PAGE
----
Let’s not talk ourselves into being miserable as we suffer from ‘late capitalism’
We are supposedly living in the final, dystopian hours of Late Capitalism. And the wretched, miserable 99 percent will soon force radical change on an exhausted, corrupt system. But if true, what to make of the result of last night’s New Hampshire primary result, where the moderates beat the “big, structural change” progressives by some 20 percentage points? If Democratic primary voters aren’t ready for “democratic socialism” or whatever Bernieconomics really is, then who is?
Moreover, there’s all the recent polling data suggesting maybe we’re really not all that miserable and wretched. Gallup finds 59 percent of Americans agreeing they’re financially better off than they were a year ago, the highest such percentage on record. Likewise, CNN finds that 76 percent rate economic conditions in the US today as “very or somewhat good” — the highest share since 80 percent in February 2001. And another Gallup poll reports that nine in 10 Americans are “satisfied with the way things are going in their personal life,” a new high in the four decades that the firm has asked the question. And three–fourths of us expect tomorrow will be better than today.
But how can this be? What about all the wage stagnation and declining mobility and disappearing middle class? Perhaps, Bloomberg columnist Justin Fox speculates, part of what’s happening “may be that we have reset our expectations.” We’ve just forgotten how good things used to be and now we just accept the so–so new normal — at least for as long as the slow–but–steady expansion continues. All these good numbers are a form of mass myopia or short–termism.
Then again, maybe Americans are being totally rational and evidence–driven. Here are a few data nuggets gleaned from a Wall Street Journal essay by my AEI colleague Michael Strain (all based on his forthcoming book, The American Dream is Not Dead) that I recently tweet stormed:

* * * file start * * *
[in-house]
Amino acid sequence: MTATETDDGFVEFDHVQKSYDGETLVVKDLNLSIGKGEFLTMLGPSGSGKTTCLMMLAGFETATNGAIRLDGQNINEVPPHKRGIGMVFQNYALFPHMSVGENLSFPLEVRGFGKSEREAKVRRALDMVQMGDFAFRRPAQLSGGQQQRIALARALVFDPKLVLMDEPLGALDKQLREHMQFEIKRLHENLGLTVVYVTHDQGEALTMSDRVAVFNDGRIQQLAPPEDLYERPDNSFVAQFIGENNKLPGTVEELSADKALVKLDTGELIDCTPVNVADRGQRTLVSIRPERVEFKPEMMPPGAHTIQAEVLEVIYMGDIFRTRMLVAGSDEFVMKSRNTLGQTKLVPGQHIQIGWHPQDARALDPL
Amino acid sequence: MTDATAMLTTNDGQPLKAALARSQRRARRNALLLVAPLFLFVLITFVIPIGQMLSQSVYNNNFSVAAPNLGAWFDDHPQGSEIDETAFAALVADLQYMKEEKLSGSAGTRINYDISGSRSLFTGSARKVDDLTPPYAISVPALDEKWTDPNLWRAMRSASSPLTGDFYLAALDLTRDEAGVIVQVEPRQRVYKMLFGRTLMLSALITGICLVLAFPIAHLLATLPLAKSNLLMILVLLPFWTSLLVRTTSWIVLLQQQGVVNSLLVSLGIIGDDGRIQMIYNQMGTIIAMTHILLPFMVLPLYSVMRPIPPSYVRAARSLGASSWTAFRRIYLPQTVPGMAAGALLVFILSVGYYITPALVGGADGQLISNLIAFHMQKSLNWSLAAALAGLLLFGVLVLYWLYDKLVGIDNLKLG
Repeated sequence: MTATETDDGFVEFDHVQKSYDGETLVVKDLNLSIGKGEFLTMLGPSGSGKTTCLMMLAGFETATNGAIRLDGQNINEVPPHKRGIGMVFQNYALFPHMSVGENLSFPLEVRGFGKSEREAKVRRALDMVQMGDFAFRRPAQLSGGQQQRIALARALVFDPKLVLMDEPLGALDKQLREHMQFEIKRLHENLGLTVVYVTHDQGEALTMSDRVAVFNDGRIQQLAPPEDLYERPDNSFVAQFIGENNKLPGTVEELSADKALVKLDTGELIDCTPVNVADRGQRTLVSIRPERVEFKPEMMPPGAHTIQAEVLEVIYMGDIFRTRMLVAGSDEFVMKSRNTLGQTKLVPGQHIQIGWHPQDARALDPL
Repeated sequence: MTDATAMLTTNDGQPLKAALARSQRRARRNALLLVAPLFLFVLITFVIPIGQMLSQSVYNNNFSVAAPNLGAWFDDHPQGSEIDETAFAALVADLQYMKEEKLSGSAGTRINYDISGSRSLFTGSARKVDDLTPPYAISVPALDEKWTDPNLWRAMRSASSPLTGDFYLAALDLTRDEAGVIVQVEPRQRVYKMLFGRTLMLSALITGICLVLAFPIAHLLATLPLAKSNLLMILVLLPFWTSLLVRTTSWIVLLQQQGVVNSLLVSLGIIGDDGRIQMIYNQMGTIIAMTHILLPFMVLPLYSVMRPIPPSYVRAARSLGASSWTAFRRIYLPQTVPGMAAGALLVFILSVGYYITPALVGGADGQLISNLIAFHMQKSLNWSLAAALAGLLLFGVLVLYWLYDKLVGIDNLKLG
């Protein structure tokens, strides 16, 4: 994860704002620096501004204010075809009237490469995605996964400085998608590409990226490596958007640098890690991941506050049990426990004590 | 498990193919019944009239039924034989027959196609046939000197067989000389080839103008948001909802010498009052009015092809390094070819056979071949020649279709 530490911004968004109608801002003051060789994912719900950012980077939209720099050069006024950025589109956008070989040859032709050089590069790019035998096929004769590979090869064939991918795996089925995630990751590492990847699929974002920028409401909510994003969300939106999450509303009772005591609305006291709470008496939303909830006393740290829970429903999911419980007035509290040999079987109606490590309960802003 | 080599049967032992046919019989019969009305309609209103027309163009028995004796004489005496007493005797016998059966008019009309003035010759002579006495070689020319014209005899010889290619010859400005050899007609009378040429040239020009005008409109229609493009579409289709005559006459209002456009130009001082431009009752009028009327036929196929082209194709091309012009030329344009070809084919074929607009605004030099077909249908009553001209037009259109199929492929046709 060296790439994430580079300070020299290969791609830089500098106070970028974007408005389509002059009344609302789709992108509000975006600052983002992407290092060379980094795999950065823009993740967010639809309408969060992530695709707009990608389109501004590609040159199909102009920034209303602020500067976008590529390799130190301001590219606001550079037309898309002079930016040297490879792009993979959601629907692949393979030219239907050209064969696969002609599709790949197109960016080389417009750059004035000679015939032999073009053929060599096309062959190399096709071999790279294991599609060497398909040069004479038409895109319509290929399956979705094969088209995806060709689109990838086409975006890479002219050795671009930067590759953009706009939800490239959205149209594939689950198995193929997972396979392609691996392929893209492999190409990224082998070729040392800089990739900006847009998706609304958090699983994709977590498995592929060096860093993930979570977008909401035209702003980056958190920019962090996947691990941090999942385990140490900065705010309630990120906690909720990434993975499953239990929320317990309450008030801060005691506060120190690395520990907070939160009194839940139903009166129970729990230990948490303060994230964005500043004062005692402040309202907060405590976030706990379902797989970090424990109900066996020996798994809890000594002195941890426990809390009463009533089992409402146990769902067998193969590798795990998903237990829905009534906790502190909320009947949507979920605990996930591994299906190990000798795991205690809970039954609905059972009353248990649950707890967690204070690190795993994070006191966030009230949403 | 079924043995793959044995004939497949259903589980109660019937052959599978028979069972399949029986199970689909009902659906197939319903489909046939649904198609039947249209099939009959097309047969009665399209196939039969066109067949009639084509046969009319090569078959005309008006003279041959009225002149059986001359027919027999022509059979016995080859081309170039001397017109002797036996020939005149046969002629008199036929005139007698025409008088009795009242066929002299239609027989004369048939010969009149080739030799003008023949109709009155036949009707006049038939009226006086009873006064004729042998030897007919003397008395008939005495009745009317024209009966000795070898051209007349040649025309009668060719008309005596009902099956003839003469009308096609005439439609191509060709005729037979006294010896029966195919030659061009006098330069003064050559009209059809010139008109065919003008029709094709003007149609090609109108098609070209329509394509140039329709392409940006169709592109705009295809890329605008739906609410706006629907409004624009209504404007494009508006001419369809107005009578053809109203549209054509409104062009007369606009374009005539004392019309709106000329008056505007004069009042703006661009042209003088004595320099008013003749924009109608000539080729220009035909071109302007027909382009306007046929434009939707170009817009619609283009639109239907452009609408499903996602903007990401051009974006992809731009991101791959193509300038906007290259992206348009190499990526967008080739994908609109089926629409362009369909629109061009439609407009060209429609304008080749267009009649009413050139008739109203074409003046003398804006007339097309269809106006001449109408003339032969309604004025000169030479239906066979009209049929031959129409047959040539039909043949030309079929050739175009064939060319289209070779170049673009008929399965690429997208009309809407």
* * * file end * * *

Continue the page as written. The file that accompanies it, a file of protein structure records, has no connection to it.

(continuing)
No upward mobility? Around three quarters of people in their 40s today have higher (inflation–adjusted) household incomes than their parents did when their parents were of similar age. And 72 percent of men raised in the working class earn more than their dads did.
Stagnant wages? Since summer 1990 (a peak in the business cycle), wages for the typical US worker have increased by 33 percent, after accounting for inflation.
Stagnant incomes? The median household saw market income gains of 21 percent between 1990 and 2016. Add in taxes and transfers and it’s 44 percent, according to the Congressional Budget Office. And the bottom 20 percent saw their post–tax–and–transfer income grow by 66 percent over these years.
Hollowed–out middle class? From 1967–2018, there was a drop in the share of households with inflation–adjusted income between $35,000 and $100,000. BUT also a drop in those earning less. The share of households earning over $100,000 has tripled to 30 percent.
Rigged economy? Over the past four years, data from BLS show weekly nominal earnings for workers in the bottom 10 percent have grown by 19 percent, over a third faster than growth at the median.
Soaring inequality? “While the level of inequality is relatively high, its growth for at least a decade has been quite slow, or even declining.” Example: The ratio of the 90th percentile of usual weekly earnings to the 10th percentile increased by only two percent from 2007 to 2019.
Here’s how Strain summed things up:
This is not a call for complacency. The American Dream always needs to be renewed because every generation faces different challenges. The Dream needs to be strengthened, in part through limited but energetic government action to advance economic opportunity for those that need it most. But the Dream is not dead, and we shouldn’t let a populist scream convince us otherwise. Americans living today have every reason to be optimistic—and grateful.